Pregnancy Changes Everything About Prescription Medications

Published January 7th, 2016 by USA Rx
Fact Checked by
Chris Riley

The FDA has recently revamped its evaluation and labeling system in regards to pregnancies.  They’ve done away with the simple letter-based system because it was too simplistic:  the drugs with a given letter didn’t all pose the same risk to all pregnant women, and so the system was misleading physicians who were using the letters as shorthand to decide their prescription decisions.  Instead, drug companies now need to provide clear labels and instructions regarding what may happen to a mother or a child if a drug is used during a pregnancy or breastfeeding.


It’s understandable why the FDA would want doctors and patients to be as informed as possible when it comes to pregnancies.  Prescription medications can be dangerous even to fully grown adults – that’s why they aren’t for sale as over-the-counter drugs – but adults have the advantage of being fully formed human beings with no physical growth or development left.  Children need smaller doses not just because they have smaller bodies but because certain drugs can have a negative impact on their development.


The classic example is aspirin:  while it’s safe enough for adults to use as a painkiller and to reduce the chance of a heart attack, consistent use of aspirin in children can potentially lead to a developmental disorder in the brain.


Thus, what’s important when it comes to growing children becomes far more so when it comes to a baby which is still growing in his or her mother’s womb.  Sometimes the most harmless drugs for an adult can cause significant birth defects.  For instance, Zofran, a drug which has been prescribed to mothers to fight morning sickness, is now alleged to have caused birth defects and infant deaths.  Proper labeling is important to keep just this sort of thing from happening.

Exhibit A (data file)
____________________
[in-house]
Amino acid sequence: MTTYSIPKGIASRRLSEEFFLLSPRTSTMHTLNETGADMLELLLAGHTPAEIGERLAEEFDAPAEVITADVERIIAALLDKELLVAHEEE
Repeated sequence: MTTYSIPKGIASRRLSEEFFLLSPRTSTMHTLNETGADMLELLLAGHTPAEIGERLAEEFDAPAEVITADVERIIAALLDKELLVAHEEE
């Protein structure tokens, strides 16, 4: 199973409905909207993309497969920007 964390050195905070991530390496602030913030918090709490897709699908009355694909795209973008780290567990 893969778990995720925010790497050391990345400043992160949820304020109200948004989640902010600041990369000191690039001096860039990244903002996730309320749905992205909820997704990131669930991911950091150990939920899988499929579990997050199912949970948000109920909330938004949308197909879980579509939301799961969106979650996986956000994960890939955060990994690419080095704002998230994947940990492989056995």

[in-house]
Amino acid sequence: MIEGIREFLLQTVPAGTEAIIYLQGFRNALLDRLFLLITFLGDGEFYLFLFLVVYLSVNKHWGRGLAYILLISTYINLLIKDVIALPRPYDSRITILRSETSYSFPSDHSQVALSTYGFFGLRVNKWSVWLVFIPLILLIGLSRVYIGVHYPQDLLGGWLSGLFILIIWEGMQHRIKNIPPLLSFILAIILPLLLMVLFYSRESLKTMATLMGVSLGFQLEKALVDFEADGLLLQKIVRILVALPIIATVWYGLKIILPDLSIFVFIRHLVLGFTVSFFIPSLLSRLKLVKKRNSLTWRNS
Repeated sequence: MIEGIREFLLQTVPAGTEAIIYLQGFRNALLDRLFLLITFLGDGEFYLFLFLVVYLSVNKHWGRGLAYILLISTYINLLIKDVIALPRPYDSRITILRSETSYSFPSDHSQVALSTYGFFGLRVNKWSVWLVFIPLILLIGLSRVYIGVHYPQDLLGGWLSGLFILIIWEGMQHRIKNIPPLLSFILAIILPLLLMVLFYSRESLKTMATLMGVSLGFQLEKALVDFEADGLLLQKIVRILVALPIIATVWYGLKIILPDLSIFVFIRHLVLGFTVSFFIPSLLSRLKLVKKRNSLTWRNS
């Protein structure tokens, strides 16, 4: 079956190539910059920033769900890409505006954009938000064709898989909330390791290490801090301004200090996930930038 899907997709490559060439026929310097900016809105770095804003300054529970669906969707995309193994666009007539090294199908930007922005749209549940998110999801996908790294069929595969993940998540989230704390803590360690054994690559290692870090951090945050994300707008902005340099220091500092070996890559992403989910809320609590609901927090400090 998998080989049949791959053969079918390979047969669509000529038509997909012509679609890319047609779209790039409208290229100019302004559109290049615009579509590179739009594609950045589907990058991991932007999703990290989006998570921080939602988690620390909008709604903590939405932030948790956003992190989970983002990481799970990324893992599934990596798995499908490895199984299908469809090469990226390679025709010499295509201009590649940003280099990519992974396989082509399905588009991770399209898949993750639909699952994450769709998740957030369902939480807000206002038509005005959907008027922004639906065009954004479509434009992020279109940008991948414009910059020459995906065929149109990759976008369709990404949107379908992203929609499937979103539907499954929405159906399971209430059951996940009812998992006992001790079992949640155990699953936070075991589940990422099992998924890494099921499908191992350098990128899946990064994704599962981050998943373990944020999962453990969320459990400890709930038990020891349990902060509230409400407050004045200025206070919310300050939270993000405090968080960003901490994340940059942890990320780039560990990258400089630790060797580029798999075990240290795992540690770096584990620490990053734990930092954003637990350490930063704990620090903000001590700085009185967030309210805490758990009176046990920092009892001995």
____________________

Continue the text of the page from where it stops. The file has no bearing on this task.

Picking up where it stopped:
Of course, one label which is all too clear on all prescription drugs is the price label, and there’s little the FDA can do to regulate those.  However, there are other ways to change these numbers:  with a USA Rx pharmacy discount card, you can go into any of 60,000 pharmacies in American and get a discount of up to 75% off the stated price.  It’s easy and it’s free to sign up, and you can get more information by calling us at 888-277-3911 or sending us an email at [email protected].

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